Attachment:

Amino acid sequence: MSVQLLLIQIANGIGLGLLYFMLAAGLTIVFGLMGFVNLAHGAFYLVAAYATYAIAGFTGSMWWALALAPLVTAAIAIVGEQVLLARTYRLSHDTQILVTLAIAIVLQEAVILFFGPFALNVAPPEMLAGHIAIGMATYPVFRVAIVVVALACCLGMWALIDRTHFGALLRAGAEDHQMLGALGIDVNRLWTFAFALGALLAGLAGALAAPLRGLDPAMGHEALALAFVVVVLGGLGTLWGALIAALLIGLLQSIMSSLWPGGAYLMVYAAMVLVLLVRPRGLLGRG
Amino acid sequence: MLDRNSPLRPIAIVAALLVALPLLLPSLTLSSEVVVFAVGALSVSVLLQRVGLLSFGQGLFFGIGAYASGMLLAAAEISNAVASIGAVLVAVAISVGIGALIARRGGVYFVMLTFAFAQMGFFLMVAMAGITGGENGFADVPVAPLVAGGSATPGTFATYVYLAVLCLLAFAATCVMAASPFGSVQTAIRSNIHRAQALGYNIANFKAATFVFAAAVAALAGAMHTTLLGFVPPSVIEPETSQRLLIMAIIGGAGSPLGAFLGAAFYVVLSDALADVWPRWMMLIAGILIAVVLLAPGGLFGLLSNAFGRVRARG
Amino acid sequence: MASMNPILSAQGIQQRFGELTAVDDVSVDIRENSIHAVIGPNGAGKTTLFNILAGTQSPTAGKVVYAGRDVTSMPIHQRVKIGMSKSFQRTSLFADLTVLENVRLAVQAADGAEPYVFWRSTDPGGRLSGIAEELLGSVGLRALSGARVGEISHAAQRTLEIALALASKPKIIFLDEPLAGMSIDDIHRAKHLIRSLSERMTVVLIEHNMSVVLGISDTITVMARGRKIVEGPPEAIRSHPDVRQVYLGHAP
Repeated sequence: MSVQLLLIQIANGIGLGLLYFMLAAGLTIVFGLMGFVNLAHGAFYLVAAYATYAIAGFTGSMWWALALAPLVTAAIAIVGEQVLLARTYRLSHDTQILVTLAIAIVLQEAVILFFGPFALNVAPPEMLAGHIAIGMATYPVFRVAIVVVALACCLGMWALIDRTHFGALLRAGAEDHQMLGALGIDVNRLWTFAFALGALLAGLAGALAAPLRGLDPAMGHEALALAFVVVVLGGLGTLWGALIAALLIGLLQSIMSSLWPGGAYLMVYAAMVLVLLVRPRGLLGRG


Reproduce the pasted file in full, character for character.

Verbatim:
Amino acid sequence: MSVQLLLIQIANGIGLGLLYFMLAAGLTIVFGLMGFVNLAHGAFYLVAAYATYAIAGFTGSMWWALALAPLVTAAIAIVGEQVLLARTYRLSHDTQILVTLAIAIVLQEAVILFFGPFALNVAPPEMLAGHIAIGMATYPVFRVAIVVVALACCLGMWALIDRTHFGALLRAGAEDHQMLGALGIDVNRLWTFAFALGALLAGLAGALAAPLRGLDPAMGHEALALAFVVVVLGGLGTLWGALIAALLIGLLQSIMSSLWPGGAYLMVYAAMVLVLLVRPRGLLGRG
Amino acid sequence: MLDRNSPLRPIAIVAALLVALPLLLPSLTLSSEVVVFAVGALSVSVLLQRVGLLSFGQGLFFGIGAYASGMLLAAAEISNAVASIGAVLVAVAISVGIGALIARRGGVYFVMLTFAFAQMGFFLMVAMAGITGGENGFADVPVAPLVAGGSATPGTFATYVYLAVLCLLAFAATCVMAASPFGSVQTAIRSNIHRAQALGYNIANFKAATFVFAAAVAALAGAMHTTLLGFVPPSVIEPETSQRLLIMAIIGGAGSPLGAFLGAAFYVVLSDALADVWPRWMMLIAGILIAVVLLAPGGLFGLLSNAFGRVRARG
Amino acid sequence: MASMNPILSAQGIQQRFGELTAVDDVSVDIRENSIHAVIGPNGAGKTTLFNILAGTQSPTAGKVVYAGRDVTSMPIHQRVKIGMSKSFQRTSLFADLTVLENVRLAVQAADGAEPYVFWRSTDPGGRLSGIAEELLGSVGLRALSGARVGEISHAAQRTLEIALALASKPKIIFLDEPLAGMSIDDIHRAKHLIRSLSERMTVVLIEHNMSVVLGISDTITVMARGRKIVEGPPEAIRSHPDVRQVYLGHAP
Repeated sequence: MSVQLLLIQIANGIGLGLLYFMLAAGLTIVFGLMGFVNLAHGAFYLVAAYATYAIAGFTGSMWWALALAPLVTAAIAIVGEQVLLARTYRLSHDTQILVTLAIAIVLQEAVILFFGPFALNVAPPEMLAGHIAIGMATYPVFRVAIVVVALACCLGMWALIDRTHFGALLRAGAEDHQMLGALGIDVNRLWTFAFALGALLAGLAGALAAPLRGLDPAMGHEALALAFVVVVLGGLGTLWGALIAALLIGLLQSIMSSLWPGGAYLMVYAAMVLVLLVRPRGLLGRG